The cornerstone of a good picnic…
By the smell of things, Barbecue Season has started. You can just sense it in the air, you can even see it on the landscape – the putrid stains of Australian vomit spattered on park bushes. No one will want to make love in those for a while. It’s such a shame, and such a distraction from Picnic Season, which is by far the most sensual and loving of all the culinary movements. From now until the end of August, Bank Holidays will mark a territorial tug o’ war between the cool espadrille-wearing sophisticats who like nothing more than washing down expensive European meats with large glasses of gin, and the barbarians. The Barbecue Season boys, with their burning chicken claws, their cackling hag girlfriends, and their clumsy games of hoof the football at someone’s face. A horrible, horrible bunch.
But no matter, because to celebrate Picnic Season, we have prized open the Interestment Cook Book to select only the most simple guides and recipes that even a bleach-blonde glassy-eyed cretin called Glen could just about understand. Today, breads.
Ask anyone, and they’ll tell you that the key to a fine picnic is to have a selection of strange and luxurious breads on offer. Not your sliced Sunblest, you understand? Here’s what we recommend…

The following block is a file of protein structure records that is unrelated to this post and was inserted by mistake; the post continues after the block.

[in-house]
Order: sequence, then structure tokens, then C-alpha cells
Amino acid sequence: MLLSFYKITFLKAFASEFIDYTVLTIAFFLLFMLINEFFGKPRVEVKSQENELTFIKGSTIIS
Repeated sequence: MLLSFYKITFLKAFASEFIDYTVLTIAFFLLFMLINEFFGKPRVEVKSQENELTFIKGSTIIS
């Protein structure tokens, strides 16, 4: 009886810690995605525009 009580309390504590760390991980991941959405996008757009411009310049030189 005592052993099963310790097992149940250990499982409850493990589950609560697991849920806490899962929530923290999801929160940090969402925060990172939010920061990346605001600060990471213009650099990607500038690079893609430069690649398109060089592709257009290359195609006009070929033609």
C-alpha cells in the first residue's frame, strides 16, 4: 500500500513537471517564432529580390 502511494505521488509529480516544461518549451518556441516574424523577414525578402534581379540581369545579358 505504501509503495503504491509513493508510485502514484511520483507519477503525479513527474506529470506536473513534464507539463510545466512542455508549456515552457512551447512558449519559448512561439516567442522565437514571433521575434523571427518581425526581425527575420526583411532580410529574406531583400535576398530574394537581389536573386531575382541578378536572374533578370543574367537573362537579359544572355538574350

1. A fresh baguette or two – it’s important that these are bought on the day, else you are risking heavily bleeding mouths and very unimpressed picnickers. Make sure they feel like they might be nice and squidgy in the middle.
2. Ciabatta – again, make sure this is nice and soft. For sophisticated picnickers, this goes well dipped in olive oil mixed with balsamic vinegar. To the rest of us, this makes cheese sandwiches taste classy.
3. Olive Focaccia – it’s important that one of your breads be a conversation piece, just in case the mini bieres aren’t doing the trick. Something like this, crammed with olives, and available at most upmarket delicatessens, should be just the ticket.
And there you have it, all your breads. Bosh. Of course, you could make your own with flours, yeasts, and oils, but what’s the point? A good baker, that’s all you need.